Monday, November 8, 2010

Don't Let the Headlines Fool You: Inside An Unpaid Internship


Jane Austen and unpaid internships have a lot more in common than you might think. It sounds like a strange connection, right? I would’ve thought so, too, if weren’t for the situation I found myself in a few weeks ago.

From Jane Austen’s Famous Prose May Not Be Hers After All to Jane Austen’s Style Might Not Be Hers, Academic Claims, these headlines got me to thinking---and not just about how to control my literary meltdown.

I like to think I’m a pretty optimistic and even-tempered person who can take life’s lemons and turn them into a fabulous recipe for lemonade.  But what is a girl to do when confronted with such black and white (not to mention blasphemous) headlines?

It turns out the answer was simple: keep reading the article.

Despite the misleading headlines, none of the articles actually claimed that Jane didn’t pen her own work. Sure, she needed an editor to correct her grammatical and spelling errors—what author doesn’t? –but there was also a focus on Jane being an “experimental and innovative writer, [who was] constantly trying new things.”

Not exactly a conclusion to be gathered from reading the headlines alone.

The more I thought about it, the more it reminded me of attitudes pertaining to an unpaid internship. At first appearance, the mention of “unpaid” can be a turnoff to current or recent graduates, and it shouldn't be. How do I know? I was one such person.

While I was in college there was no question about accepting unpaid internships—there were the benefits of college credit and I could always get another part-time job that paid. Upon graduation, though, “unpaid” became a word I was eager to avoid. How would I support myself? What would I live on? What about my college degree—didn’t that mean paid employment was within my grasp?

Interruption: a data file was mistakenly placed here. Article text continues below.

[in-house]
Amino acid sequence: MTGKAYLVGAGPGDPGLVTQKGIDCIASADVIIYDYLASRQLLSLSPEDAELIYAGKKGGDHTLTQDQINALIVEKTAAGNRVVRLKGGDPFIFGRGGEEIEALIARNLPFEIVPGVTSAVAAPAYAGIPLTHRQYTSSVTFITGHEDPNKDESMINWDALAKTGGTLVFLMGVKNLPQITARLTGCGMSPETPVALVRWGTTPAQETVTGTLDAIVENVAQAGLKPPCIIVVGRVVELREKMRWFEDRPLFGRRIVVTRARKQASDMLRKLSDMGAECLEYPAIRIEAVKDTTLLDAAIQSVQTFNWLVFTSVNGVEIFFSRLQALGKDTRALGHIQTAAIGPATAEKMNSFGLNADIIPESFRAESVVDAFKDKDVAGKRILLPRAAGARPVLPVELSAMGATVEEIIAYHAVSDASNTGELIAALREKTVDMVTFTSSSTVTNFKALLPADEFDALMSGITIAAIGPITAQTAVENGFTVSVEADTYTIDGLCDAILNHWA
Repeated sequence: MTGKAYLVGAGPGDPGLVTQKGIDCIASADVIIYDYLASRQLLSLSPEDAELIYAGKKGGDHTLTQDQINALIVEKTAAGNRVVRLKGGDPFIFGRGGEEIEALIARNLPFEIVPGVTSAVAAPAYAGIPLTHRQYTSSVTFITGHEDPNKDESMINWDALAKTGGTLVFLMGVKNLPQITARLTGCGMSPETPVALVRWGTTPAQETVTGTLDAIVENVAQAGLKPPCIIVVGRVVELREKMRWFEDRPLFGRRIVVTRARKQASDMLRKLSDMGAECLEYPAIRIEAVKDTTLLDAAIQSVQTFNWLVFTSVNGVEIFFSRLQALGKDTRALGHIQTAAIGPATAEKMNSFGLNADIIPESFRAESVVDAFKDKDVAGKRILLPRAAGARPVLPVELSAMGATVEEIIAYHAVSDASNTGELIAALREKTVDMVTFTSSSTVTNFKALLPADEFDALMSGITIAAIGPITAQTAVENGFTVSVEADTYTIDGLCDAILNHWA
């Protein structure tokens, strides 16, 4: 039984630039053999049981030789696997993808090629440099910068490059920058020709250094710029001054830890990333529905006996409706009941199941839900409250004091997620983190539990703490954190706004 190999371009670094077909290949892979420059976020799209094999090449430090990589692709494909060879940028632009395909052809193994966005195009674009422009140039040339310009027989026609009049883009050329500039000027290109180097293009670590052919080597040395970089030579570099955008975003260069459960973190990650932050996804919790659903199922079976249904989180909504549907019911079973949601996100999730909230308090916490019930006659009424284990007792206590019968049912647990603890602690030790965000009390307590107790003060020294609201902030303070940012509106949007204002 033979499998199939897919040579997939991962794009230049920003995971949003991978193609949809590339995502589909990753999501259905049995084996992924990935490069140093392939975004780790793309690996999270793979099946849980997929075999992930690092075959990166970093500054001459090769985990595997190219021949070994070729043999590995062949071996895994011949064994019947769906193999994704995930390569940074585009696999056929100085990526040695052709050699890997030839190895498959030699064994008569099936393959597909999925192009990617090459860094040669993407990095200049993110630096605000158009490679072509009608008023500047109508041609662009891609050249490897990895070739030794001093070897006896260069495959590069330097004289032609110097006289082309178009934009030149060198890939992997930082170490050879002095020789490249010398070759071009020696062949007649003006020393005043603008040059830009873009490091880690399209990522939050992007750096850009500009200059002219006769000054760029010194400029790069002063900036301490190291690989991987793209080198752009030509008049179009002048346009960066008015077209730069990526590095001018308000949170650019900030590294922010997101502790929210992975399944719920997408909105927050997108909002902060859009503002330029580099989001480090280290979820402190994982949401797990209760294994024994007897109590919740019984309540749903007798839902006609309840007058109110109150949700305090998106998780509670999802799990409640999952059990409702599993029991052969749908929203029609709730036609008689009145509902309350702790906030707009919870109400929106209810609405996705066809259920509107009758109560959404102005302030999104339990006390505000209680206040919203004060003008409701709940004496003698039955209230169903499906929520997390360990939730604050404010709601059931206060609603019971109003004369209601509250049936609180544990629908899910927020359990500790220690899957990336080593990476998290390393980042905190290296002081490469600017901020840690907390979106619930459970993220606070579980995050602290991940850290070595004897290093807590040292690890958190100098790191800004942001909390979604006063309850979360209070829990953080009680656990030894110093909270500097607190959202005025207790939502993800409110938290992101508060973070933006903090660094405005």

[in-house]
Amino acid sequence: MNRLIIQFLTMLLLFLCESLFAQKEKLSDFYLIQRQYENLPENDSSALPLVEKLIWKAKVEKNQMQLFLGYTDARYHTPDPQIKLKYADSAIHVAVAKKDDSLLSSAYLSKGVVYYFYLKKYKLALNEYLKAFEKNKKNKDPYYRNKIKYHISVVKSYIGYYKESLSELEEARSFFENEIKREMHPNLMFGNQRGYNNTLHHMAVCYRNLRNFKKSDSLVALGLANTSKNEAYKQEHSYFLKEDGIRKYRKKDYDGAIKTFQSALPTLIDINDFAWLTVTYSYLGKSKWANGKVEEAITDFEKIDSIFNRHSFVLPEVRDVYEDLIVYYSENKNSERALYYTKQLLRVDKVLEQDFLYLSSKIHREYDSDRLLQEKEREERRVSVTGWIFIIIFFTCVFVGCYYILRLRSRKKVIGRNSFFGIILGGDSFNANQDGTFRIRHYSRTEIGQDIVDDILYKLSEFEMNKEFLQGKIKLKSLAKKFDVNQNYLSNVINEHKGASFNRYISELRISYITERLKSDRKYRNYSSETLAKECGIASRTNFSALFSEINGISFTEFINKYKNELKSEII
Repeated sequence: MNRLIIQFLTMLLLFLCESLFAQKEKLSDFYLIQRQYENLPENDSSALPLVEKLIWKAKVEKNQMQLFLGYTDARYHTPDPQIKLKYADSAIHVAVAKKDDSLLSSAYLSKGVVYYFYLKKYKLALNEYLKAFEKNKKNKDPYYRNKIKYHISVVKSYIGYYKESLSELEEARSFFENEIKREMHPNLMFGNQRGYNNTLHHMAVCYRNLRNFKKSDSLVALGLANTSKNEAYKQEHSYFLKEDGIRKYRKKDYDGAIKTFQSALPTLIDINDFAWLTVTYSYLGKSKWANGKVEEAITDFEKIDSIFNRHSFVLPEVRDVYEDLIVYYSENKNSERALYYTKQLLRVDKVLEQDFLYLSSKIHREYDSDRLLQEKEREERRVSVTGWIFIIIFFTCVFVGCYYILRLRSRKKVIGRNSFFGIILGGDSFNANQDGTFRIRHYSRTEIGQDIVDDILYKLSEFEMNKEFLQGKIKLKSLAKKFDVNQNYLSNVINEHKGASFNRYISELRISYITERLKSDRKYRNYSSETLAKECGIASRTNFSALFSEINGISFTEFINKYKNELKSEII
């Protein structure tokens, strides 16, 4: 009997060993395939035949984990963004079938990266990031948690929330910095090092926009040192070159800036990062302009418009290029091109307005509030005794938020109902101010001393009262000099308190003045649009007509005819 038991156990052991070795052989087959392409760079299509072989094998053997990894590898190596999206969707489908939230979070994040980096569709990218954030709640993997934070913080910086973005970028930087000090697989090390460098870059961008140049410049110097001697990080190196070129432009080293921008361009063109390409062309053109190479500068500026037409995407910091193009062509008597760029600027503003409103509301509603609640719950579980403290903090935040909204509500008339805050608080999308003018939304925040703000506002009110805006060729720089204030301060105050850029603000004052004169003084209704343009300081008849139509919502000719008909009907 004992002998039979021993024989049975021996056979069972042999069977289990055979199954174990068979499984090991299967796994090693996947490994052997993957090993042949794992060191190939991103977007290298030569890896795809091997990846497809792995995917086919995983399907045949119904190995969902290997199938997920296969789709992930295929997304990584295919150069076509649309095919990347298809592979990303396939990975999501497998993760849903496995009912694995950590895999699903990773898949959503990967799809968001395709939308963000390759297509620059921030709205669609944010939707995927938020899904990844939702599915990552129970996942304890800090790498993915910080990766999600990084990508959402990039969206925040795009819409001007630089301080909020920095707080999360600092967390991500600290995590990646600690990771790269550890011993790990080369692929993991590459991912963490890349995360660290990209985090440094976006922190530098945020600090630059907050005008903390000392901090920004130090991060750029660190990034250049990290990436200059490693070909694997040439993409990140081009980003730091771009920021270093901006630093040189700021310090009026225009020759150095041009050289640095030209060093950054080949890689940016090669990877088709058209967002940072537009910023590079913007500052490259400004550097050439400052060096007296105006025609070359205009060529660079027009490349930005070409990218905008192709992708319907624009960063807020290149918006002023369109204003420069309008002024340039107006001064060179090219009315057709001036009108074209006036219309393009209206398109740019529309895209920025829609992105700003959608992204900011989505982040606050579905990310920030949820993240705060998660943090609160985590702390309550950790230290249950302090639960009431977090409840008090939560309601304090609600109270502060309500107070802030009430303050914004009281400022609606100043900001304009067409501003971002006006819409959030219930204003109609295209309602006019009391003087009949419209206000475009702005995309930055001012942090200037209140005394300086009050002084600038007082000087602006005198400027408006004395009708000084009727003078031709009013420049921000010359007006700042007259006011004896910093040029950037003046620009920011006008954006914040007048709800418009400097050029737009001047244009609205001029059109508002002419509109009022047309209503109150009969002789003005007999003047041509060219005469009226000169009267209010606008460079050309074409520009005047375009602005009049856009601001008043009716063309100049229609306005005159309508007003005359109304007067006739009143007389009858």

Taking a long look at how the economy and job market were shaping up revealed that I still had a few lessons to learn about the real world—and that included making “unpaid internships” part of my repertoire. I didn’t realize it at first, but it was the best decision I could have made.

Taking a Risk

So, like many recent college graduates, I packed everything up and moved back home after graduation. Three months and hundreds of cover letters later, I accepted an unpaid internship with the San Francisco PR agency, MSR Communications. Yes, it was hard at first. I couldn’t afford to move to the city so I was commuting an average of 440 miles a week, waking up at 4 a.m. and every day I wasn’t at my internship, I was at my part-time job. Were there times I wanted to quit? Of course there were, but unpaid or not, I had a gut feeling about what I might learn from the experience. It’s one of the few things I haven’t been wrong about.

Before working for MSR, I knew next to nothing about Twitter (I know, what rock was I under…), my professional relationships were at a seedling stage and I didn’t have much published work to speak of.  I may have had four years of college under my belt, but there’s only so much you can learn in a classroom. I’ve since had the opportunity to work with some amazing people at MSR who have pushed me to succeed and introduced me to a host of new career opportunities. All that and I didn’t even have to pay college tuition to learn it.

Now on the verge of concluding my internship, I think back to the Jane Austen headlines. Like those articles, the title “unpaid internship” can be extremely misleading. Before completely crossing them off your list, do your research first and ‘keep reading,’ as Jane would say. Not all unpaid internships out there are created equal, but you owe it to yourself to explore your options. Trust me, it won’t kill you to move home after graduation (think of the money you can save on rent) and working multiple jobs is just another chance to meet new people.

The day I came home and announced that I'd accepted an unpaid internship, my father had one question: "Are unpaid internships even legal?" These words have served as my motivation to show him, and others, just how much an unpaid internship CAN do. I dare you to take your own risk, step outside your comfort zone and seize hold of every opportunity like it's your last.